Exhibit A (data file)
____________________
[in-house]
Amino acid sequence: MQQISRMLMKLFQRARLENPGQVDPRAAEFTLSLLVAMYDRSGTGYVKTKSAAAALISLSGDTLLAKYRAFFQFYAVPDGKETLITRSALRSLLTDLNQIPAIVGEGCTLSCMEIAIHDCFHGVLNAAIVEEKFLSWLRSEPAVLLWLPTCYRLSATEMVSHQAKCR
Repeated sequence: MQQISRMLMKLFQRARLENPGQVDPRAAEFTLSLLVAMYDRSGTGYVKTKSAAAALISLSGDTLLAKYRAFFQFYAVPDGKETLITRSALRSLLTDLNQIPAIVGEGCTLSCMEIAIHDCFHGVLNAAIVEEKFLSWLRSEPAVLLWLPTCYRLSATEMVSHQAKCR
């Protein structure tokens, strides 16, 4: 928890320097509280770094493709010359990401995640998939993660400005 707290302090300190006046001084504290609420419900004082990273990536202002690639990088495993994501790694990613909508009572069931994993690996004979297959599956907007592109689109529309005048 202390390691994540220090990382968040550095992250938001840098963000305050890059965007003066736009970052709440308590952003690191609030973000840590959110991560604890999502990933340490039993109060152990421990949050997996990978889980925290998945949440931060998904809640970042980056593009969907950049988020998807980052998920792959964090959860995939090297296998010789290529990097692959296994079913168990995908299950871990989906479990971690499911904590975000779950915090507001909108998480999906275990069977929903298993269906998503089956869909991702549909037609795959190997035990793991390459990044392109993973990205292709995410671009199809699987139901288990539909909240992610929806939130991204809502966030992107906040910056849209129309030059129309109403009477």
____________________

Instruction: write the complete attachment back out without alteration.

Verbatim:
[in-house]
Amino acid sequence: MQQISRMLMKLFQRARLENPGQVDPRAAEFTLSLLVAMYDRSGTGYVKTKSAAAALISLSGDTLLAKYRAFFQFYAVPDGKETLITRSALRSLLTDLNQIPAIVGEGCTLSCMEIAIHDCFHGVLNAAIVEEKFLSWLRSEPAVLLWLPTCYRLSATEMVSHQAKCR
Repeated sequence: MQQISRMLMKLFQRARLENPGQVDPRAAEFTLSLLVAMYDRSGTGYVKTKSAAAALISLSGDTLLAKYRAFFQFYAVPDGKETLITRSALRSLLTDLNQIPAIVGEGCTLSCMEIAIHDCFHGVLNAAIVEEKFLSWLRSEPAVLLWLPTCYRLSATEMVSHQAKCR
């Protein structure tokens, strides 16, 4: 928890320097509280770094493709010359990401995640998939993660400005 707290302090300190006046001084504290609420419900004082990273990536202002690639990088495993994501790694990613909508009572069931994993690996004979297959599956907007592109689109529309005048 202390390691994540220090990382968040550095992250938001840098963000305050890059965007003066736009970052709440308590952003690191609030973000840590959110991560604890999502990933340490039993109060152990421990949050997996990978889980925290998945949440931060998904809640970042980056593009969907950049988020998807980052998920792959964090959860995939090297296998010789290529990097692959296994079913168990995908299950871990989906479990971690499911904590975000779950915090507001909108998480999906275990069977929903298993269906998503089956869909991702549909037609795959190997035990793991390459990044392109993973990205292709995410671009199809699987139901288990539909909240992610929806939130991204809502966030992107906040910056849209129309030059129309109403009477």